Time was when trying to get CEOs to talk about anything more controversial than last year’s profits or the new marketing campaign was like drawing teeth. Even on matters that affected them directly, like tax or budget changes, they preferred to let their organisations ventriloquise for them. But that is changing – not so much in the UK (where even Brexit and Corbyn’s worker-share proposals have failed to evoke more than a few strangulated yelps from the nation’s boardrooms) as in the US, where a recent wave of ‘CEO activism’ has caused excited comment.
Several factors are driving the phenomenon. On one side, in a bitterly divided post-trust world, the demand for figures able (or at least willing) to supply answers to existential questions has never been more intense, especially among needy, brand-conscious younger employees – which puts their CEOs squarely on the spot. Who, on the supply side, are increasingly pleased to step into the spotlight – partly because they feel they have an undeniable right to strong opinions on controversial issues, and perhaps more cynically because they are confident of reaping the rewards in terms of exposure and lobbying influence available to those able and unsqueamish enough to exploit an increasingly competitive celebrity culture. Whatever the reasons, over the last two years CEOs have become ever bolder in speaking out on issues including immigration, the environment, gun law, LGBT rights, inequality and race and gender relations, to name the most prominent.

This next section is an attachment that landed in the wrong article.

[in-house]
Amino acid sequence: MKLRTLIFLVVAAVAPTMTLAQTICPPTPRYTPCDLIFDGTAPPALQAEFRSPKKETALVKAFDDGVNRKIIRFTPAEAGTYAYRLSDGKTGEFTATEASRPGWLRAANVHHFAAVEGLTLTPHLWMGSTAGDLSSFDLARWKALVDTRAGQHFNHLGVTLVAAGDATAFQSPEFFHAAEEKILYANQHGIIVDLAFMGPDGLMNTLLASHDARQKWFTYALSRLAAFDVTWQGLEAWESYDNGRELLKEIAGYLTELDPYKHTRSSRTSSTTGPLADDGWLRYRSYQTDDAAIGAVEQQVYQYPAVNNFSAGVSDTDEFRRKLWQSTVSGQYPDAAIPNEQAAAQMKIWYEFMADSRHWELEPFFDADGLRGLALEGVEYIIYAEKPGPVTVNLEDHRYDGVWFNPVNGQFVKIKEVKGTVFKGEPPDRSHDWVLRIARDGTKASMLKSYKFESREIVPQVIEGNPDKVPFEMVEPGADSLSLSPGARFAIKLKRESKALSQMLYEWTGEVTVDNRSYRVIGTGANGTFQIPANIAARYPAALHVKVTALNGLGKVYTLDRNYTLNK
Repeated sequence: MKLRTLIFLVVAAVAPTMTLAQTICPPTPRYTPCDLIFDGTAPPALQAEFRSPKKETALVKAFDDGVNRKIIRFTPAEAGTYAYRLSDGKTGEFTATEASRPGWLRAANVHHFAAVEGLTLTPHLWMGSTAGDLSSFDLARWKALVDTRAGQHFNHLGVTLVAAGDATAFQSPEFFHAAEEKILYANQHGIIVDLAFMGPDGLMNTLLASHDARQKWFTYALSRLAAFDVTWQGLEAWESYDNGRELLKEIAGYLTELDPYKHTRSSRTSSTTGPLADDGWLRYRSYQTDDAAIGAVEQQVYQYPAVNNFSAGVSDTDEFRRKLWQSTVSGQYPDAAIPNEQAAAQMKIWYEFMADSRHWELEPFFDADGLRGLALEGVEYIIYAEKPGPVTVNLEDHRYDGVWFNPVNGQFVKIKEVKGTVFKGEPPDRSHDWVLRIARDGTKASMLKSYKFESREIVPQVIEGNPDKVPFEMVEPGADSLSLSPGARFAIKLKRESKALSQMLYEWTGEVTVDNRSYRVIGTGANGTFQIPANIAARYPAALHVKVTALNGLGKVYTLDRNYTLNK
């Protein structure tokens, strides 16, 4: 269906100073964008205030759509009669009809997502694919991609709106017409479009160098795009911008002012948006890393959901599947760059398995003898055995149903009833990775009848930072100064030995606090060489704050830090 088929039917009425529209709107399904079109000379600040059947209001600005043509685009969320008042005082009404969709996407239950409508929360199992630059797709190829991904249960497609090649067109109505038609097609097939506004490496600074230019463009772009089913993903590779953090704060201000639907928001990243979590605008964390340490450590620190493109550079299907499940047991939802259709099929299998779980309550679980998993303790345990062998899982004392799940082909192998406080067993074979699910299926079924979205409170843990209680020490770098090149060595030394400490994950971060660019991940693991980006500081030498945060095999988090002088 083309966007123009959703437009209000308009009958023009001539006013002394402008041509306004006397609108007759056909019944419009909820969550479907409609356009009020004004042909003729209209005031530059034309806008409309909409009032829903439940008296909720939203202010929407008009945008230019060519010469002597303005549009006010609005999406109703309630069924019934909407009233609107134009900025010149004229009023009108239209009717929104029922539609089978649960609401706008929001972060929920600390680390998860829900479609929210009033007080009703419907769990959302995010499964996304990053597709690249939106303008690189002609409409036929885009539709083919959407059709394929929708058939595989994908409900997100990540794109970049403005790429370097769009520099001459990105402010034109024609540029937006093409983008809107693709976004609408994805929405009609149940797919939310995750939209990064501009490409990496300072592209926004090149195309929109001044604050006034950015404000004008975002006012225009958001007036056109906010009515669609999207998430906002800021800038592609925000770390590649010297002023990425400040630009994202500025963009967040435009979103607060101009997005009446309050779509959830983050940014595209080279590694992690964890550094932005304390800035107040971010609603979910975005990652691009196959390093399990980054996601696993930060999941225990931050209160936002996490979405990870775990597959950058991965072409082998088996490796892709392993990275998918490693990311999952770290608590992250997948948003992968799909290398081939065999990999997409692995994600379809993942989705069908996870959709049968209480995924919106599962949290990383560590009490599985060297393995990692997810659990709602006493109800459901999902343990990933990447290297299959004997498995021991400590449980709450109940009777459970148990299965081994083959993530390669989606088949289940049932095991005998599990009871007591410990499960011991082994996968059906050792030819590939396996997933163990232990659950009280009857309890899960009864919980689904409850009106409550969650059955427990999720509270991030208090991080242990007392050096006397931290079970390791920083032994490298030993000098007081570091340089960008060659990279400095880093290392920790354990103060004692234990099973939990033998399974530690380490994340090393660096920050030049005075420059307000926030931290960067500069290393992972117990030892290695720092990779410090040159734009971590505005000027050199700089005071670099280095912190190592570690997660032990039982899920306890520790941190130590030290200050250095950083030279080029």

They could plausibly argue that they have little choice. In the world we live in, controversy is unavoidable. Yet it is uncomfortable, even dangerous territory. As too many have come to realise, the first law of celebrity is that it is as easy to die as to live by. In the age of social media, a reputation can be, and often is, swept away by a twitterstorm overnight. Ask Elon Musk, Travis Kalanick, Elizabeth Holmes at Theranos. United Airlines only survived the ‘unfortunate incident’ when it brutally removed a doctor on an overbooked flight from Chicago by making a grovelling apology and paying an undisclosed sum in compensation, sacking two officials and upping the offer to passengers willing to give up their seat from $400 to $10,000. To state the obvious, high-profile CEO interventions come with consequences, sometimes costly, first and foremost for direct stakeholders and rippling out for the wider society. In turn, that requires them to weigh those consequences carefully – which only gets them into even deeper moral waters. Calculating relative costs and benefits of standing up for a cause for, say, shareholders and society is not only difficult – even in the unlikely event of it being clear cut, it is a hopelessly unreliable guide to action. As John Kay (for the record, an economist) helpfully put it, ‘ethics is about what you to do when good behaviour and profitable business are not necessarily the same thing.’ Damned if you do; even more damned if you don’t.